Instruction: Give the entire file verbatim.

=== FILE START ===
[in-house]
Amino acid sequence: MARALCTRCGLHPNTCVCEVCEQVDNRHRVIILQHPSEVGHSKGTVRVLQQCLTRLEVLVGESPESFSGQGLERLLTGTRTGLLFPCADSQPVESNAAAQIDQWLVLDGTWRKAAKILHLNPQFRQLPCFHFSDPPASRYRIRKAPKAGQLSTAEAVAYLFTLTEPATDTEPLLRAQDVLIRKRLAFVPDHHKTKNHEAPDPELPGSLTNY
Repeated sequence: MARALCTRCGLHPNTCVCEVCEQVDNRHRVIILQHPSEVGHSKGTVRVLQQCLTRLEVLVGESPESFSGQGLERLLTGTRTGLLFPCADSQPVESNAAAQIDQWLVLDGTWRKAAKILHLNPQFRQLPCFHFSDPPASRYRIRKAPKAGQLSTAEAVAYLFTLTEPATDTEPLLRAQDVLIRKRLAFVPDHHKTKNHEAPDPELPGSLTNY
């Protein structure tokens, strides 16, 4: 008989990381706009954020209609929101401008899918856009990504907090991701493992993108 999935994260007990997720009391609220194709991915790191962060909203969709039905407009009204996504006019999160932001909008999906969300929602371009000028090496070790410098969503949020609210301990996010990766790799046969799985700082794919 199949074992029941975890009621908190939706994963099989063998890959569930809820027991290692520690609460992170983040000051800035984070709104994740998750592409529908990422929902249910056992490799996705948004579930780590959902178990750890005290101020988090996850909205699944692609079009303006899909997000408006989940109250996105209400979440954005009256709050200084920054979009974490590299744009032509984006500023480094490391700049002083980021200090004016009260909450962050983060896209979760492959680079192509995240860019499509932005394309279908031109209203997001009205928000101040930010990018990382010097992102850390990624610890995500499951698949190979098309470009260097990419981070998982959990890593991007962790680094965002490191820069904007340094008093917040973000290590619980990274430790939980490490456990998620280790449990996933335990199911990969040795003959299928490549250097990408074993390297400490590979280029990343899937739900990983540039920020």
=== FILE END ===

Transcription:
[in-house]
Amino acid sequence: MARALCTRCGLHPNTCVCEVCEQVDNRHRVIILQHPSEVGHSKGTVRVLQQCLTRLEVLVGESPESFSGQGLERLLTGTRTGLLFPCADSQPVESNAAAQIDQWLVLDGTWRKAAKILHLNPQFRQLPCFHFSDPPASRYRIRKAPKAGQLSTAEAVAYLFTLTEPATDTEPLLRAQDVLIRKRLAFVPDHHKTKNHEAPDPELPGSLTNY
Repeated sequence: MARALCTRCGLHPNTCVCEVCEQVDNRHRVIILQHPSEVGHSKGTVRVLQQCLTRLEVLVGESPESFSGQGLERLLTGTRTGLLFPCADSQPVESNAAAQIDQWLVLDGTWRKAAKILHLNPQFRQLPCFHFSDPPASRYRIRKAPKAGQLSTAEAVAYLFTLTEPATDTEPLLRAQDVLIRKRLAFVPDHHKTKNHEAPDPELPGSLTNY
């Protein structure tokens, strides 16, 4: 008989990381706009954020209609929101401008899918856009990504907090991701493992993108 999935994260007990997720009391609220194709991915790191962060909203969709039905407009009204996504006019999160932001909008999906969300929602371009000028090496070790410098969503949020609210301990996010990766790799046969799985700082794919 199949074992029941975890009621908190939706994963099989063998890959569930809820027991290692520690609460992170983040000051800035984070709104994740998750592409529908990422929902249910056992490799996705948004579930780590959902178990750890005290101020988090996850909205699944692609079009303006899909997000408006989940109250996105209400979440954005009256709050200084920054979009974490590299744009032509984006500023480094490391700049002083980021200090004016009260909450962050983060896209979760492959680079192509995240860019499509932005394309279908031109209203997001009205928000101040930010990018990382010097992102850390990624610890995500499951698949190979098309470009260097990419981070998982959990890593991007962790680094965002490191820069904007340094008093917040973000290590619980990274430790939980490490456990998620280790449990996933335990199911990969040795003959299928490549250097990408074993390297400490590979280029990343899937739900990983540039920020």